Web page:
- The survivor should be in control of the exam. Every step of the exam should be explained before it happens, and the survivor can stop, pause, or skip any portion.
Further Reading on Sexual Assault Forensic Exams:
FILING A POLICE REPORT
It is up to the survivor whether they wish to file a police report. Deciding to report does not need to happen right away. If you decide at any point to report, here are some things to know:
- You can file a report at the precinct, hospital, or, ideally, wherever you feel most comfortable.
- Bring an advocate or friend. Filing a report is an extremely vulnerable and potentially re-triggering process. Having someone there to ask questions and ensure the process is happening with as much care as possible is crucial.
- Filing reports can take several hours, depending on the incident and the officers interviewing you.
- You’ll be asked to recount the assault in detail. Expect many questions that feel probing and personal.
- Survivors often have incomplete memories of the event because of the way memory and the brain operate when traumatized. At any moment, a survivor should feel safe to tell an officer “I don’t remember,” or “I don’t know,” without any shame, judgement or suggestion that the survivor is lying.
Further Reading on Reporting Sexual Violence to the Police:
While every state, jurisdiction, and case vary, there are some general good-to-knows when it comes to pressing charges and pursuing legal action. Local advocates are great resources to tap into in order to better understand the inner workings of your specific locality.
- Civil cases and criminal cases are two different pathways that pressing charges might take. It’s only partially up to the survivor which route the charges take.
- Civil suits are handled more directly by the survivor and their attorney, and are often filed with the intent of receiving monetary compensation for damages incurred from the defendant.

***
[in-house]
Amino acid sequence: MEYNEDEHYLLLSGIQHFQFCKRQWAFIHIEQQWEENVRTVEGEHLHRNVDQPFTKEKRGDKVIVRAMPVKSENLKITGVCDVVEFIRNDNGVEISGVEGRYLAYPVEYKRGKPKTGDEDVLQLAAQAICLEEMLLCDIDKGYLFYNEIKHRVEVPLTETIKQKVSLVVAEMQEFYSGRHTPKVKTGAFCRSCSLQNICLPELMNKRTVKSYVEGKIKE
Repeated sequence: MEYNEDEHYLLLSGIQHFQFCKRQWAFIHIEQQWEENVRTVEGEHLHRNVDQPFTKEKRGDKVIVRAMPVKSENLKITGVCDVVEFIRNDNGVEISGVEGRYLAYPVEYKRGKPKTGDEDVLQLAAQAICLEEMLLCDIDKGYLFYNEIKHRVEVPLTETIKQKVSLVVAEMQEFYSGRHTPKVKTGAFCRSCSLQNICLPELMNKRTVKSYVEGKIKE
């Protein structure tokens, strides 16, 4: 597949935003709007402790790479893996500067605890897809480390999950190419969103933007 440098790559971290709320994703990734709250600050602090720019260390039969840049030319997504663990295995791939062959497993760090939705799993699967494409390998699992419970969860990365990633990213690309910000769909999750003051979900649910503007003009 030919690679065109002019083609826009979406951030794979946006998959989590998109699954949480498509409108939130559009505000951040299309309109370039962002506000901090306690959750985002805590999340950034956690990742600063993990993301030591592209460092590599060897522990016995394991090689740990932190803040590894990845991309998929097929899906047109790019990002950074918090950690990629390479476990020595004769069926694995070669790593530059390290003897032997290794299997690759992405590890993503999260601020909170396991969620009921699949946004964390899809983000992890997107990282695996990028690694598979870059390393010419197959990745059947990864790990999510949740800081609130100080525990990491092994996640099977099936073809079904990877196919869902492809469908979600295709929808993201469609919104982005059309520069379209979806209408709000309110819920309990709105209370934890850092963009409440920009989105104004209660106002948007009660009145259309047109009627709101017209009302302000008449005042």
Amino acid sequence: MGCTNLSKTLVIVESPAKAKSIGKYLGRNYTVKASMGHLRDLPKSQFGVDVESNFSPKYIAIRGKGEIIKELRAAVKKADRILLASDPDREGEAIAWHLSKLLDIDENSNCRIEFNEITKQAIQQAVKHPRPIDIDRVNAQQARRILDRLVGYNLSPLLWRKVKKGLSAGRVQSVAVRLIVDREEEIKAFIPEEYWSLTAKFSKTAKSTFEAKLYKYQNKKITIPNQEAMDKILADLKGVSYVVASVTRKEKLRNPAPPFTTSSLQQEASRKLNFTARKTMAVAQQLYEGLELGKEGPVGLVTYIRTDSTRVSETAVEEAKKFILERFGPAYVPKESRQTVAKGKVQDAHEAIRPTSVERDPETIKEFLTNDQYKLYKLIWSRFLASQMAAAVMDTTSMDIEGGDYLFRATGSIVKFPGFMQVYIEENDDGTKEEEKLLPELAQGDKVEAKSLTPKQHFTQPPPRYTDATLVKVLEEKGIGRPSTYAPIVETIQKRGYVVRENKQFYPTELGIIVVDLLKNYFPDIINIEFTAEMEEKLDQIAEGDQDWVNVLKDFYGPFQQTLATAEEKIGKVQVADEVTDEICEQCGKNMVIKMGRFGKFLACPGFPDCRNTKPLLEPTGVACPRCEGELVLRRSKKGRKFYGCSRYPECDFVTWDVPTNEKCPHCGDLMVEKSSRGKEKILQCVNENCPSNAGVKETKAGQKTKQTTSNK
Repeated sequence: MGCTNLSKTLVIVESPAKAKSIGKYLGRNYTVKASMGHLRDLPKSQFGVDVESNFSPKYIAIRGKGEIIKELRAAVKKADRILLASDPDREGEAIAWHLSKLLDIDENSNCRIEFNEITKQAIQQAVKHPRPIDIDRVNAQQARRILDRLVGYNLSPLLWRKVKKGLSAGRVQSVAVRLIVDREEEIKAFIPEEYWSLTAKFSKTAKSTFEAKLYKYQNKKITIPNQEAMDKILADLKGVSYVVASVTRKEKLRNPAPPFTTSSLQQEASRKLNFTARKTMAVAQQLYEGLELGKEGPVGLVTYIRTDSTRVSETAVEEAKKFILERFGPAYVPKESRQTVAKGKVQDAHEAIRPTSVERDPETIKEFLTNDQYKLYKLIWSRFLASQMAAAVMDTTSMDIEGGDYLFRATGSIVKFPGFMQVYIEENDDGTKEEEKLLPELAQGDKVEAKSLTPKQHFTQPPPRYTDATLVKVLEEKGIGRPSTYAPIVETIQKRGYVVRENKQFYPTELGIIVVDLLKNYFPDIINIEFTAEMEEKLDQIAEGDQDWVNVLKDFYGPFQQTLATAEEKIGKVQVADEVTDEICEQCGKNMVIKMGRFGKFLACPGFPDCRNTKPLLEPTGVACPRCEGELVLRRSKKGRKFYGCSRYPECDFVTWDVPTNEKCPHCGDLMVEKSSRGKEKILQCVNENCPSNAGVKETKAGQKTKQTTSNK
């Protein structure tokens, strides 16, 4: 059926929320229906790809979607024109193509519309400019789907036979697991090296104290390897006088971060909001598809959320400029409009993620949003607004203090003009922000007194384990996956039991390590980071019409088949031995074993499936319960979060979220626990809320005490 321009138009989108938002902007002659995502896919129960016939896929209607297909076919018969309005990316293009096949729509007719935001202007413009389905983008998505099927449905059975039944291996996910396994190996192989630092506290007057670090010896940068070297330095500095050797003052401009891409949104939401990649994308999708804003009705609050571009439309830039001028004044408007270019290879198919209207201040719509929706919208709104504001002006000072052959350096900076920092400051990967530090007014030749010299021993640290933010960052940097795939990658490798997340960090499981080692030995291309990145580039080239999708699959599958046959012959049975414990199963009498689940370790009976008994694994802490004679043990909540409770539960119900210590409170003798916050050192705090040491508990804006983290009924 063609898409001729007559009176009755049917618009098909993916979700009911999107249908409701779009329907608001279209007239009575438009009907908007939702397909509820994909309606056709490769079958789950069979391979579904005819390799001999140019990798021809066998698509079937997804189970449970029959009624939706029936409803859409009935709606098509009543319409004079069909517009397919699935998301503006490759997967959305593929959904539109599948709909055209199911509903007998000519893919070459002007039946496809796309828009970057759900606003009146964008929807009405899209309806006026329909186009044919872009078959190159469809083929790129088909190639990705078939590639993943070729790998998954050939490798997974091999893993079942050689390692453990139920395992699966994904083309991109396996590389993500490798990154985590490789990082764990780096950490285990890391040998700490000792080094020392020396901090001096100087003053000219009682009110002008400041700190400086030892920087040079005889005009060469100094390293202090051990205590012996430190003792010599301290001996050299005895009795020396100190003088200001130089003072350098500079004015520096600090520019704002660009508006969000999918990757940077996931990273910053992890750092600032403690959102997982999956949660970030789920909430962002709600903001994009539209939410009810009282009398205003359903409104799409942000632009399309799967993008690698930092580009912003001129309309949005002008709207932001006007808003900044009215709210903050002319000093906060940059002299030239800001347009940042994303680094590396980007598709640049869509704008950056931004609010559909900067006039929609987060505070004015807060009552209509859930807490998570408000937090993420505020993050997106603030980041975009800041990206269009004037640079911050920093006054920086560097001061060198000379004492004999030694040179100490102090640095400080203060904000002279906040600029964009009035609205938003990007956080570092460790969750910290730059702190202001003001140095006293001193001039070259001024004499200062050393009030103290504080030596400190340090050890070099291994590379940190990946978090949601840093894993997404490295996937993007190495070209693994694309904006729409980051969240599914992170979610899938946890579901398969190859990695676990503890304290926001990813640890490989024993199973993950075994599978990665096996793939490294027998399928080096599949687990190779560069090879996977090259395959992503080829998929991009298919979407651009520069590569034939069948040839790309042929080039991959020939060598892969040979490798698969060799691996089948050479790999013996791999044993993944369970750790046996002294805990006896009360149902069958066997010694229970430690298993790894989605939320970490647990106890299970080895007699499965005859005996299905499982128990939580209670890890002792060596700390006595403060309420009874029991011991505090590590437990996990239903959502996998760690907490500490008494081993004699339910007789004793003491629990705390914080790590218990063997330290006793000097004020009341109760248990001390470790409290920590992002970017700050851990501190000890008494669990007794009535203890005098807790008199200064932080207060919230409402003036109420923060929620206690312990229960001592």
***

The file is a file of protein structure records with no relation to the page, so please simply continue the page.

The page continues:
- Criminal cases are brought by the State, not the survivor. In addition to monetary outcomes, criminal cases are oriented toward goals of incarceration or probation for the defendant. Even if a survivor wants to press criminal charges, it’s ultimately up to the State to decide. If the State believes there isn’t enough evidence, the case will likely be dropped regardless of the survivor’s wishes.
- If following the path of a criminal case, things could end in a plea bargain and not go to trial, meaning the defendant pleads guilty in return for a reduced penalty. However, if the case is headed to trial, there is a lengthy discovery period before the actual trial begins.
- If the case goes to trial, the survivor will likely have to take the stand and testify.
Further Reading on Legal Action
If you have the mental, emotional, and physical space, it would be beneficial to try to ground yourself before engaging in any of the processes listed above. Everyone has their own strategies for what works best for them. Here are some suggestions to explore what might be helpful for you:
- Affirm yourself and your experiences
- Take deep, slow breaths in and out
- Engage in physical movement to help ground yourself in your body
- Have a conversation with your ally about your boundaries so they can best advocate for you in the moment
Speaking plainly, we know this process is complicated, potentially retraumatizing, and drawn out. Like all of our institutions, this process is not designed to make it easy for those who are not in positions of systemic power. That said, the choice to get a forensic exam, report to the police, or enter legal proceedings might be the right pathway toward healing and reclaiming some control of your experience. No matter what you decide justice looks like for you, be sure to identify your network of support that you can call on at any point, so you don’t have to navigate this alone.